The student sitting next to me is writing his paper in Lyx. I have stopped for coffee on the way home to take note of the discussion of historical reenactments I heard on WWNO as I drove upriver. What history is it considered palatable to reenact and what is not? Why do people want to reenact history? Reenactments reflect the present-day issues with which the reenactors are concerned.
Most interesting was the discussion of contemporaneous reenactments or stagings. Buffalo Bill was onstage when he heard of Custer’s loss at Little Big Horn, and left immediately for the frontier to avenge him. He rode off in a stage costume so that when he got back onstage he would be able to say he was wearing the very clothes he had worn to scalp Custer’s enemies — and have that outfit be a perfect stage costume. Is this some form of self-plagiarized authenticity? There must be some rhetorical figure or category to describe it.
I thought of Jens Andermann‘s work on representations of historical events — specifically staged battlefield pictures. I have talked about this before and I will again, as it has to do with originary violence and the need to half represent and half conceal it. I thought also of lynching photography, people wanting to be photographed next to the bodies, and also getting photographed next to natives and next to animals at the zoo.
This is a café where serious people study and that I once frequented as well. I have avoided it since because I was no longer intelligent and the place made me nostalgic. Now, on the other hand, I have sought an excuse to come even though it is somewhat out of the way relative to Maringouin, where I have been living since the storm.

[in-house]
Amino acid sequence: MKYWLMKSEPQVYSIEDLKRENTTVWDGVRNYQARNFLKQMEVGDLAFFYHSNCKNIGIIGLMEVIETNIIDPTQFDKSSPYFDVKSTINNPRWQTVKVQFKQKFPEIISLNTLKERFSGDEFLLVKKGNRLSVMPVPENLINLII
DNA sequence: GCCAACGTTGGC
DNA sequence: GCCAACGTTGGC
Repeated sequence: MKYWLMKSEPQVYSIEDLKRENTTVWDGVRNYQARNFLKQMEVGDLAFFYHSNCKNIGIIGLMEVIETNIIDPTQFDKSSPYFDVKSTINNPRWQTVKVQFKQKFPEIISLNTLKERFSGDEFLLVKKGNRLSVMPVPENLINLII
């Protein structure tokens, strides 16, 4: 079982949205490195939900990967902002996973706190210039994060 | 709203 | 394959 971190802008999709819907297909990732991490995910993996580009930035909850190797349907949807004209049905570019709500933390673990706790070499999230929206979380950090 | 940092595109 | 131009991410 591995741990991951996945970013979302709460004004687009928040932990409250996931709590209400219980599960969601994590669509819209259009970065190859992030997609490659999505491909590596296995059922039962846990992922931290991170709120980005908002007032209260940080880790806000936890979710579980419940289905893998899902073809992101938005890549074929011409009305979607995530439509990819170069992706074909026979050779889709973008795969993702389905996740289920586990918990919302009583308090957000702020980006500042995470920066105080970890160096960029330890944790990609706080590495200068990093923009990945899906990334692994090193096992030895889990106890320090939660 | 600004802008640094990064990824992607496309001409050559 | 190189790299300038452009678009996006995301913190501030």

Driving along the stately Highland Road I thought about my double life. I used to write these really well crafted, very conservative seminar papers in school, and save my more interesting ideas to use as comments on lectures at the French Library or to help me organize my thoughts during examinations.
This was a true split, I notice; I had no writing problems except insofar as I refused to commit my actual ideas to any form of writing that might be as lasting as bronze. I wonder whether it was that tension between what I thought and what I was willing to write down that, at a certain point, could no longer hold. I wonder whether the terror I am only recently has to do with bridging this gap, coming out as myself at last.
Later, crossing the river and the bayou everything seemed so pristine, the air cold and dry with stars and moon, but back in Maringouin I found a window broken. The washing machine, bicycle and pump are gone.
I am quite irritated about the bicycle and pump but do not understand the interest in this ancient washing machine. They turned off the water to remove it and inept for country living, I do not know how to turn it back on.